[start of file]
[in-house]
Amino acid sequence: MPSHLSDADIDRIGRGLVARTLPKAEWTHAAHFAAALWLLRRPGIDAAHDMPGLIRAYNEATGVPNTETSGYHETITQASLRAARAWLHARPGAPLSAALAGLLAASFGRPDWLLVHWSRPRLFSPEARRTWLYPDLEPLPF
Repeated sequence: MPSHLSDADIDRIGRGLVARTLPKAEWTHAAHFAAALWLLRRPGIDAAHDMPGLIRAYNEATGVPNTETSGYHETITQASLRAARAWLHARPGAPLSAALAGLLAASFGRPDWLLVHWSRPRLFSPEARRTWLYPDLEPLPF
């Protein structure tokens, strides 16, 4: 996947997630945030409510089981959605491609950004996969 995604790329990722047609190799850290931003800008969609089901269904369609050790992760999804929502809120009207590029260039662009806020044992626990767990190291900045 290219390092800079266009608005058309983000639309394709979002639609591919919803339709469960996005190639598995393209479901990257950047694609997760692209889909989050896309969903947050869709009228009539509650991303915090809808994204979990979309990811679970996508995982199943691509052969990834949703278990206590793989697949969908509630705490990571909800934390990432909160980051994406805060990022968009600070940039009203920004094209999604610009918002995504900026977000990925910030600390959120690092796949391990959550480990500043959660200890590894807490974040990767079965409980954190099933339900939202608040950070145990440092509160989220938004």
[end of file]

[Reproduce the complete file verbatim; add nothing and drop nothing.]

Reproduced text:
[in-house]
Amino acid sequence: MPSHLSDADIDRIGRGLVARTLPKAEWTHAAHFAAALWLLRRPGIDAAHDMPGLIRAYNEATGVPNTETSGYHETITQASLRAARAWLHARPGAPLSAALAGLLAASFGRPDWLLVHWSRPRLFSPEARRTWLYPDLEPLPF
Repeated sequence: MPSHLSDADIDRIGRGLVARTLPKAEWTHAAHFAAALWLLRRPGIDAAHDMPGLIRAYNEATGVPNTETSGYHETITQASLRAARAWLHARPGAPLSAALAGLLAASFGRPDWLLVHWSRPRLFSPEARRTWLYPDLEPLPF
């Protein structure tokens, strides 16, 4: 996947997630945030409510089981959605491609950004996969 995604790329990722047609190799850290931003800008969609089901269904369609050790992760999804929502809120009207590029260039662009806020044992626990767990190291900045 290219390092800079266009608005058309983000639309394709979002639609591919919803339709469960996005190639598995393209479901990257950047694609997760692209889909989050896309969903947050869709009228009539509650991303915090809808994204979990979309990811679970996508995982199943691509052969990834949703278990206590793989697949969908509630705490990571909800934390990432909160980051994406805060990022968009600070940039009203920004094209999604610009918002995504900026977000990925910030600390959120690092796949391990959550480990500043959660200890590894807490974040990767079965409980954190099933339900939202608040950070145990440092509160989220938004």